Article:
Mark: Generator.

Bernie: Generative braking. Thank you, Mark. Okay. What else do we have here? We've looked at this, the motor generator, the engine. I think we've looked at it all.

Mark: So I'm sure that this vehicle has a fuel savings. What do you think of it as a worthwhile purchase?

Bernie: Well, you know, I've been reluctant about hybrids for a long time. When Toyota came out with the Prius I was going "Oh, that's just way too complicated technology." And I always advised people don't buy it, there's too much stuff to go wrong. And actually, there is a lot to go wrong, but Toyota's proven the hybrid technology is very reliable, because nothing, very little ever breaks down on it, which is good. Battery, even there's actually a statistic that I read that apparently 95% of Toyota hybrids have never had the battery replaced. Which is pretty amazing, because that's people's biggest fear, is when the battery goes, it's a $5,000 or $6,000 replacement. But it doesn't happen very often. So that's a good thing.

Hyundai, we don't know. This technology's a little different. I see a lot of expensive items. Hyundais are generally pretty reliable. But as you and I talked before this podcast, they do have a lot of engine problems. We don't know how good the internal combustion engine is in this vehicle. And all it takes is one problematic component to really make the whole vehicle too expensive to repair given some time. So hopefully this will prove out to be a pretty decent vehicle. It's certainly, you know, the specs are 40 miles per gallon on the highway, which is really pretty awesome. So if it's generally like most Hyundai products, it's good, but hopefully they've done their work and built everything properly in the first place.

Mark: And do you have any, what's the range on electric only? Is this a plug-in hybrid or is it ...

Bernie: Yeah, this is not a plug-in hybrid. So I don't know. I don't know if the newest models, the 2019s, are plug-ins or not. Though that certainly makes it a more worthwhile vehicle too, I think, a plug-in hybrid is a much better option than just a regular hybrid. Not a lot more complexity to it, just to plug it in. And the advantages are huge.

Mark: So there you go. If you're looking for some service for your Hyundai in Vancouver, even the new ones, the guys to see are Pawlik Automotive. You can reach them at (604) 327-7112 to book your appointment. You have to call ahead and book because they're very busy. Or check out the website, PawlikAutomotive.com. YouTube series at Pawlik Auto Repair on YouTube, hundreds of videos on there on all makes and models of cars, all types of repairs. And of course, thank you so much for listening to the podcast. We appreciate it. Thanks, Bernie.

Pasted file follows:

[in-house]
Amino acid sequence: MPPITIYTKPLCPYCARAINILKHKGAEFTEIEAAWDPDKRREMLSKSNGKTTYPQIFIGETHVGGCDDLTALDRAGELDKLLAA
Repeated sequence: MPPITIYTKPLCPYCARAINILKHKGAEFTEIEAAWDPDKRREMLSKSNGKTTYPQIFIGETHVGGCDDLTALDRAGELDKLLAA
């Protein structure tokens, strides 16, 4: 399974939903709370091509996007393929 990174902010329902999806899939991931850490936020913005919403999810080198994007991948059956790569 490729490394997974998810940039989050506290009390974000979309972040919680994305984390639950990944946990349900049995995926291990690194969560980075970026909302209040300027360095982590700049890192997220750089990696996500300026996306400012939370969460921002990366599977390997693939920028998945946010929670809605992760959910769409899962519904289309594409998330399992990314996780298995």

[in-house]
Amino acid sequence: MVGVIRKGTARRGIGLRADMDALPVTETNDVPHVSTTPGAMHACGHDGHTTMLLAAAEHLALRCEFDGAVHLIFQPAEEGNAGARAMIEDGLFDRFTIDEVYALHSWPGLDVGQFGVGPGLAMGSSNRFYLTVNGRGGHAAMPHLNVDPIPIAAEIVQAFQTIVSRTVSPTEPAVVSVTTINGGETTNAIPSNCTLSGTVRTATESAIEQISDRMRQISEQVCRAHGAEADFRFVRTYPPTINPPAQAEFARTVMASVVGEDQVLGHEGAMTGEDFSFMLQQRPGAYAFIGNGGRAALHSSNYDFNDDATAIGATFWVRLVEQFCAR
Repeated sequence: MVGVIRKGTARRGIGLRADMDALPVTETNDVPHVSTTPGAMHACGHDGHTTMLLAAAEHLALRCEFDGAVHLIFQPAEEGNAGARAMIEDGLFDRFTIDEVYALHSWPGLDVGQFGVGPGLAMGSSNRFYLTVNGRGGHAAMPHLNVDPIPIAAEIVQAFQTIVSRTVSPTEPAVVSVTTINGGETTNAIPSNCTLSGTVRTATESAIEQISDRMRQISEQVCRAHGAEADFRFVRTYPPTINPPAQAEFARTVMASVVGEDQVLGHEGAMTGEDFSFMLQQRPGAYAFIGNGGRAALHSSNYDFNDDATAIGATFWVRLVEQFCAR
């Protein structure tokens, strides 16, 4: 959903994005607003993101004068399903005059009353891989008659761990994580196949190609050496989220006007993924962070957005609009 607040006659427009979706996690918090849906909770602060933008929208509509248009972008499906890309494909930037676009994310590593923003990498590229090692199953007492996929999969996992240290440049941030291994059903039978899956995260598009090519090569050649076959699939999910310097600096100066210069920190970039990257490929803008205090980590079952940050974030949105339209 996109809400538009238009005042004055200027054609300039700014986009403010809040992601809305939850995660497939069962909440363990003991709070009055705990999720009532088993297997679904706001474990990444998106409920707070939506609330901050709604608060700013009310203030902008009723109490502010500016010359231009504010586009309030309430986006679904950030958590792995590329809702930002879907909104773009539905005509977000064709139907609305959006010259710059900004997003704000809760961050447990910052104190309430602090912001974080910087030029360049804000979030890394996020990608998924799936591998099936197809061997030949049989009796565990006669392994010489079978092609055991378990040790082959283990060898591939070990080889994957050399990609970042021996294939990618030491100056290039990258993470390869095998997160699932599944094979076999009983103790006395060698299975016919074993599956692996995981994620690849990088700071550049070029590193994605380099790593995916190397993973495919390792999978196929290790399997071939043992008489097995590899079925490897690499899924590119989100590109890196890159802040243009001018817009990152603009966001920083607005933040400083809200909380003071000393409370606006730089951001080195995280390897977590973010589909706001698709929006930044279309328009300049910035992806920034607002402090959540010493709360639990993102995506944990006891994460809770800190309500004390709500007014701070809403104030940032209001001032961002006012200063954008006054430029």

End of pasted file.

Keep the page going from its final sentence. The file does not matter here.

Bernie: Thanks, Mark. Thanks for watching.

2007 Honda Civic, Front Brakes Repair

Mark: Hi, it's Mark Bossert, at Top Local, producer of the Pawlik Automotive Podcast. We're here with Bernie Pawlik of Pawlik Automotive in Vancouver, 20-time winners of Best Auto Repair in Vancouver, as voted by their customers. That's a lot of years of being the best, and of course, we're here with Bernie and we're talking cars. How you doing?

Bernie: Doing well.

Mark: So today we're talking about a 2007 Honda Civic, a 12-year-old vehicle that had a front brake problem. What was going on with this Honda?

Bernie: Yeah, so the vehicle came in for service and one of the complaints was that when you apply the brake, there's a shuddering, like a vibration in the steering wheel when braking.

Mark: So I'm fairly familiar with shuddering, and what causes me, generally, to shudder, is generally slipping around on guts. What causes brakes to shudder?

Bernie: Well, most of the time, it's warped brake rotors and it's a fairly common occurrence. The odd time, too, if you have some severely worn-out front end components, like tie rod ends, that will also cause a shudder in the steering wheel, because as the brakes are applied, it causes the shake to be transmitted. But most of the time, the shudder is from a warped brake rotor.

Mark: So when you inspect brakes, just visually, can you see the cause of the shudder?

Bernie: Normally, not, but in the case of this vehicle, there's actually some interesting visuals to look at, so let's just get right into the pictures and I'll show you what we did see.

So there's our '07 Civic four-door. Plain car but exceptionally reliable, as Hondas are. Here's a view of the brake rotor. If you can sort of see, there's a blackish mark here. That's a heat check. Basically, the rotor, it's got very hot, and when you see these, that doesn't necessarily indicate there's going to be a shudder, but when you see that, you can tell that the brakes in this vehicle have got very hot. That's what causes those kinds of marks. Sometimes, if it gets even hotter, you'll get an actual bluish colour. You may have seen that on chrome exhaust on a motorcycle, sometimes. But anyways, that heat check is certainly a good indication that the rotors have got too hot.

Mark: What other parts might have been needed replacement? So you're going to replace the rotors and calipers, I guess, and clean the assembly.